Valley Journal
Valley Journal

Lake County school districts address lead in water

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LAKE COUNTY — As of the first of the year, all schools accredited by the Montana Board of Public Education were required to have their drinkable water inspected for lead. 

Part of a regulation enacted in Jan. 2020 by the Montana Department of Public Health and Human Services (DPHHS) to minimize lead levels in the drinking water provided to children, school districts were required to sample all drinking water fountains, kitchen fixtures, and all other “potential human consumption” fixtures for lead levels by Dec. 31. 

Paid for by the State of Montana, the samplings taken at each school are looking for an action level of 5.0 ug/L (a measure of density), or 5 parts per billion (ppb). While the EPA and Center for Disease Control agree there is no known safe level of lead in a child’s blood, children ages six and under are particularly susceptible to the effects of lead. According to the State of Montana website 5.0 ug/L was selected because it is the practical quantitation level (PQL) for lead. This means that it is the lowest concentration at which lead can accurately be measured in water.

The Montana Department of Environmental quality developed a web application, EQuIS Collect, that allows schools to upload the required information, with a dashboard to allow schools and the public to view the results and associated actions. 

Schools in Lake County had several faucets with beyond acceptable lead levels. Administrators said they acted quickly. Some had both tested and remedied the faucets in question before the deadline for their initial findings.

The Ronan school district hired a company out of Kalispell to test the faucets in all their buildings in September 2021, explained Superintendent Mark Johnston. The test involved flushing out the water systems the night before, then having the company test every faucet the next day. 

“There were quite a few of the drinking faucets that needed a filter,” Johnston said. 

Initial test results on EQuIS show the Ronan school district had 81 faucets with above-acceptable lead out of the 396 sources tested in all four schools:

- K William Harvey Elementary had 24 unacceptable out of 105, with a range of 5 to 13 ppb in 19 sinks and 5 to 6 ppb in four drinking fountains with one outlier at 72 ppb. 

- Ronan Middle School had 5 unacceptable out of 123, with a range of 5 ppb to 35 ppb entirely in sinks. 

- Ronan High School had 11 unacceptable out of 102, with a range of 5 to 43 ppb entirely in sinks with one outlier at 557 ppb.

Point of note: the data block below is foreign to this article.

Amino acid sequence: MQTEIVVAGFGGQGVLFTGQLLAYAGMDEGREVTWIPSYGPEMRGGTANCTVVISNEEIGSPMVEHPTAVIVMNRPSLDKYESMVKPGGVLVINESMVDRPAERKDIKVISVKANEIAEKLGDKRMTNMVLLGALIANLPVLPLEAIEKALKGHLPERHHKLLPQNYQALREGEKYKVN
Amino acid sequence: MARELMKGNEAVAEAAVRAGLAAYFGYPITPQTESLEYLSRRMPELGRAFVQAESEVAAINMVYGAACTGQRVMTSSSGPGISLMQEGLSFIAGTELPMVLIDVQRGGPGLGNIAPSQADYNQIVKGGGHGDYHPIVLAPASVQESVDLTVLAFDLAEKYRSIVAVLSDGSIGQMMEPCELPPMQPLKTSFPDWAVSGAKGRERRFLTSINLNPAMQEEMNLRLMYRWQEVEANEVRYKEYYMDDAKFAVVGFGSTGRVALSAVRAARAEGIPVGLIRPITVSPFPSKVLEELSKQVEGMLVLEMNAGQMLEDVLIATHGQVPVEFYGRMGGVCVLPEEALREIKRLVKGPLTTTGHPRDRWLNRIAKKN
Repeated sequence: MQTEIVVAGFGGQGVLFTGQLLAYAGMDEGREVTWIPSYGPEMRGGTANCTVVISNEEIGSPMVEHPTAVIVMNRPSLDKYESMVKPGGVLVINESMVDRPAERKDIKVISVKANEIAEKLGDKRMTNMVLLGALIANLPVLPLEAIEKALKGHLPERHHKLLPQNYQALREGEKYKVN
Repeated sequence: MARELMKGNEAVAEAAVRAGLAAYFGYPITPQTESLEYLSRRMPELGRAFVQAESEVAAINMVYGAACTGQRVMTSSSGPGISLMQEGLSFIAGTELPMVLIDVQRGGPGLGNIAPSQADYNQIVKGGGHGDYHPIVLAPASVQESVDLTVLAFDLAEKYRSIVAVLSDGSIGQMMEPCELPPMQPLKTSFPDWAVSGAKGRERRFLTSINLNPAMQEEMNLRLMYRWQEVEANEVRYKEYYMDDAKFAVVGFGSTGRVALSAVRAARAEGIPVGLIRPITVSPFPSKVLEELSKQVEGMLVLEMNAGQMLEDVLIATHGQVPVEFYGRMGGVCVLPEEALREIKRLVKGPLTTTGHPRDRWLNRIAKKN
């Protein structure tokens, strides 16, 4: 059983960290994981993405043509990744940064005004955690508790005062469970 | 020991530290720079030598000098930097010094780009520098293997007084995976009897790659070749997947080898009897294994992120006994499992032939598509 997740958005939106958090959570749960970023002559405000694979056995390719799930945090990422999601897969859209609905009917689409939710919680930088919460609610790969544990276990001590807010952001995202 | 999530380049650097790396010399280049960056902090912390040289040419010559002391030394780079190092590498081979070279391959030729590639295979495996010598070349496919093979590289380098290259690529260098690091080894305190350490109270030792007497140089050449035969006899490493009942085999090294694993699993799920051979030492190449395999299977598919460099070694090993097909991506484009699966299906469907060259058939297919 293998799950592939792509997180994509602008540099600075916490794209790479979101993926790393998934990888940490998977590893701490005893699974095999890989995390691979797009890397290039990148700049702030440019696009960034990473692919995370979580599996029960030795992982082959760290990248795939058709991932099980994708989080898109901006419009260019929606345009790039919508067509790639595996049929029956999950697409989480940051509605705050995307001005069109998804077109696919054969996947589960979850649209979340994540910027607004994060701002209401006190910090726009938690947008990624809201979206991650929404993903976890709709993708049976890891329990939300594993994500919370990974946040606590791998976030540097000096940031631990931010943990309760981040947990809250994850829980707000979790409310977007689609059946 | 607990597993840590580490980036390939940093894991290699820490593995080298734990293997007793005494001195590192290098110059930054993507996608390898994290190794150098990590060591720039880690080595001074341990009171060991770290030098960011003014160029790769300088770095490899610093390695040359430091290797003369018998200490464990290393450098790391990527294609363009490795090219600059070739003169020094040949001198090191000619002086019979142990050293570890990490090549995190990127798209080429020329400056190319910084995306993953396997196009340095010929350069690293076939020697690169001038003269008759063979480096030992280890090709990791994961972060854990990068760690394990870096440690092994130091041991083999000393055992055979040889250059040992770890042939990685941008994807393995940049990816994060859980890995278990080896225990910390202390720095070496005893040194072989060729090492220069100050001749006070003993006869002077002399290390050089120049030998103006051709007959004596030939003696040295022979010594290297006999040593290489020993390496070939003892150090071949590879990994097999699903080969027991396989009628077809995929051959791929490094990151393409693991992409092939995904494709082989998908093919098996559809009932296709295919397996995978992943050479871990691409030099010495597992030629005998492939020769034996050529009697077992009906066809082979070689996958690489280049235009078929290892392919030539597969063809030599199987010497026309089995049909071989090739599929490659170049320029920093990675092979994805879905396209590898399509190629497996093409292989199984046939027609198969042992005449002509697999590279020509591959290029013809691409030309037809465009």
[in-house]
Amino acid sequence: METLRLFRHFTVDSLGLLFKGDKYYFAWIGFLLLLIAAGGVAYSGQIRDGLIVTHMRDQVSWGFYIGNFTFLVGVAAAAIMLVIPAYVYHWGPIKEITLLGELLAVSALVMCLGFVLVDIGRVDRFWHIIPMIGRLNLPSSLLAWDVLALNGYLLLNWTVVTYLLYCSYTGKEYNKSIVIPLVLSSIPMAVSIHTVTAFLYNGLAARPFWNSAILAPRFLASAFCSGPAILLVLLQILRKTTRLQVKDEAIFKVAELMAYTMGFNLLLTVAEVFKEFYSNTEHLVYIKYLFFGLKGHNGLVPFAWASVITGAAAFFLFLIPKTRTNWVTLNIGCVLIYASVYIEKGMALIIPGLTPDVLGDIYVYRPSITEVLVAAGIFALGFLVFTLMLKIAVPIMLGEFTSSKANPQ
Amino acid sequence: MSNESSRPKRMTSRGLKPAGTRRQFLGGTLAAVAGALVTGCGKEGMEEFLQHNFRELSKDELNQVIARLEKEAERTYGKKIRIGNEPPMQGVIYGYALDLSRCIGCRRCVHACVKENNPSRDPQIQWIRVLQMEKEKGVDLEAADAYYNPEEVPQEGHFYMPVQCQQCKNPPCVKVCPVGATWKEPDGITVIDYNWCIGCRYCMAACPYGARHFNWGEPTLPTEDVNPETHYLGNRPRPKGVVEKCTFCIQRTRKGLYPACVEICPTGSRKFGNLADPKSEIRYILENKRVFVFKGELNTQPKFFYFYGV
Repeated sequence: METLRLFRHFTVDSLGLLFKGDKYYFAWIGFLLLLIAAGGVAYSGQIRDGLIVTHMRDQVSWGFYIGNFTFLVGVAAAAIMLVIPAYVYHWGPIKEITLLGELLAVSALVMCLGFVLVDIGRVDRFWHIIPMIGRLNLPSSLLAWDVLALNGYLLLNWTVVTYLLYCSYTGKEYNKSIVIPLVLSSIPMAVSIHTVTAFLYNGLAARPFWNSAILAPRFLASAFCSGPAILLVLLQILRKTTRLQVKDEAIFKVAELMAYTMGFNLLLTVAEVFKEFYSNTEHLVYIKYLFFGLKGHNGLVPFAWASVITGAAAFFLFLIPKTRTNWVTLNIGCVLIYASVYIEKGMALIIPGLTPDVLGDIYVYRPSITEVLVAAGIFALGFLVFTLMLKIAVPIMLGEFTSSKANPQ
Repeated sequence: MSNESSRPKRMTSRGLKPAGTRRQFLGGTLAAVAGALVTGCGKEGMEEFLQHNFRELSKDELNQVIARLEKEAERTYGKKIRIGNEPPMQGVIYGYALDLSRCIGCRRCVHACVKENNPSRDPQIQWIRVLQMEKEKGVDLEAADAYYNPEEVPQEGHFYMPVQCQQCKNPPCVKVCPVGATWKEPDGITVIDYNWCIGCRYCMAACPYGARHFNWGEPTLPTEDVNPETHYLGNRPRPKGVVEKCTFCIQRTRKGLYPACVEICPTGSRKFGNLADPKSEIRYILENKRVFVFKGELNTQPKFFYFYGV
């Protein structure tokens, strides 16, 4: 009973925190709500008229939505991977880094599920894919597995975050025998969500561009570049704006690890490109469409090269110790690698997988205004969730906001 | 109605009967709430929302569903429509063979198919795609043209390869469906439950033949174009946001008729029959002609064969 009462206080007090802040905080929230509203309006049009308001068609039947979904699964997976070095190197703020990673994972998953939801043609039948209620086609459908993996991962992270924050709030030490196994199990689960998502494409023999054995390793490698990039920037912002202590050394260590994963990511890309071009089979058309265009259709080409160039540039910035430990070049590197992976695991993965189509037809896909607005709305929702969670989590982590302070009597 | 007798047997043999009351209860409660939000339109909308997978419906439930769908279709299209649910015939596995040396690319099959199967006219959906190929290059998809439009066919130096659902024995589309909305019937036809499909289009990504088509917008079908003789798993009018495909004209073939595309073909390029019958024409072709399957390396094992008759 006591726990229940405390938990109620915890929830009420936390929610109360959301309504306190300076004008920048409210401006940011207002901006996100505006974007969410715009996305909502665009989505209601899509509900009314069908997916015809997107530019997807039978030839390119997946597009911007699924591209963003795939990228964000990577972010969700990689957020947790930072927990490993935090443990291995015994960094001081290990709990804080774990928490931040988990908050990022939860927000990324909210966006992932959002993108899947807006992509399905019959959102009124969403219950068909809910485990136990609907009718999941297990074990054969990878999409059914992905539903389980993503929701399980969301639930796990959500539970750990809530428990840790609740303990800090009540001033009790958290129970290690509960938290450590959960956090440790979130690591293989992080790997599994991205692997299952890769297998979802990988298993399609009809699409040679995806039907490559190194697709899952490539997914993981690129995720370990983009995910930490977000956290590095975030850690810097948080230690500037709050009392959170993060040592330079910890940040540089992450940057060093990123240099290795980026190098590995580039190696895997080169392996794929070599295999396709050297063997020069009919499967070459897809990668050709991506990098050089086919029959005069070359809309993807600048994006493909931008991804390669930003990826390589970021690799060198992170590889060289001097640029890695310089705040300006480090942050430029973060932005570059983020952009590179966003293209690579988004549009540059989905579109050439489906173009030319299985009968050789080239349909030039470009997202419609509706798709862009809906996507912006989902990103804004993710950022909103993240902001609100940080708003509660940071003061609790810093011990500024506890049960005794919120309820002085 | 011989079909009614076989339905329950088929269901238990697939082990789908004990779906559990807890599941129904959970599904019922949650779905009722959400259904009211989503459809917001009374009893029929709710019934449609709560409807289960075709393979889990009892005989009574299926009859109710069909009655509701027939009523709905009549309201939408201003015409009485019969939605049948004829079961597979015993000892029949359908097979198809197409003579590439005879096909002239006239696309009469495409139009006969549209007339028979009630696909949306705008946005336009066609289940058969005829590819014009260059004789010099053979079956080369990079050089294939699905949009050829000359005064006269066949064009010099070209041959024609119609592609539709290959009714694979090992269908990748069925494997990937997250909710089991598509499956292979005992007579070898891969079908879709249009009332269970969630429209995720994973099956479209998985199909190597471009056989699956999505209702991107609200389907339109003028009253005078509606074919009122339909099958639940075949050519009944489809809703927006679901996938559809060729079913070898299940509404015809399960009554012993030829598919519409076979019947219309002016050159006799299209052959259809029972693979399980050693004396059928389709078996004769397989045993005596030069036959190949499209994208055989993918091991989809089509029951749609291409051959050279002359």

Pablo Elementary had the most, with 38 out of 66 faucets reading unacceptable with a range of 5 to 19 ppb in 22 sinks and 8 to 49 ppb in 16 drinking fountains. 

In response to the results, the school district installed Pur water filters on all impacted faucets in Pablo Elementary. Johnston stated a retest has been conducted and that the filters did their job, rectifying the issue. They are now in the process of adding those same filters to all other schools in the district.

“We’re in good shape. I think we’re ahead of a lot of school districts,” Johnston said. 

While school districts acted efficiently to eliminate lead, some found themselves without much to fix. 

“We passed with flying colors,” Steve Love, Superintendent of Charlo, said. “We’ve had good luck so far.”

Also undergoing the initial testing in the fall, only two faucets out of 66 in Charlo’s K-12 school returned with higher than acceptable levels: a drinking fountain that measured at 52 ppb, and a sink that measured at 9 ppb. One was already unused and promptly shut down, and the other was remedied with replaced components.

The Polson school district had 93 faucets with above-acceptable lead levels out of all 295 tested faucets tested in all schools. 

Cherry Valley School had 19 unacceptable out of 39, with a range of 6 to 229 ppb entirely in sinks. 

Linderman School had 16 unacceptable out of 65, with a range of 6 to 41 ppb entirely in sinks.

Polson Middle School with 7 unacceptable out of 66, with a range of 5 to 22 ppb entirely in sinks. 

Polson High School with 51 unacceptable out of 125, with a range of 5 to 426 in 46 sinks with two outliers at 827 ppb and 1180 ppb, 7 to 346 ppb in 2 drinking fountains, and 27 ppb in one hose bibb. 

“Those levels were very high. We were pretty alarmed by the results,” Superintendent Mike Cutler said. “[We’ve] rectified the situation since.” 

Dan Giles, head of maintenance for Polson schools, confirms he has already remedied all faucets by installing filters or removing faucets from service.  

At time of writing, no data was available for St. Ignatius and Arlee schools.

Parents can check the status of their children’s school sampling on the DEQ Lead Reduction in Schools Drinking Water Program webpage: mtdeq.equisonline.com. 

Exposure to lead can cause damage to the brain, red blood cells, and kidneys. If parents are concerned about their children’s exposure to lead, they should contact a health provider to learn more about blood lead testing.

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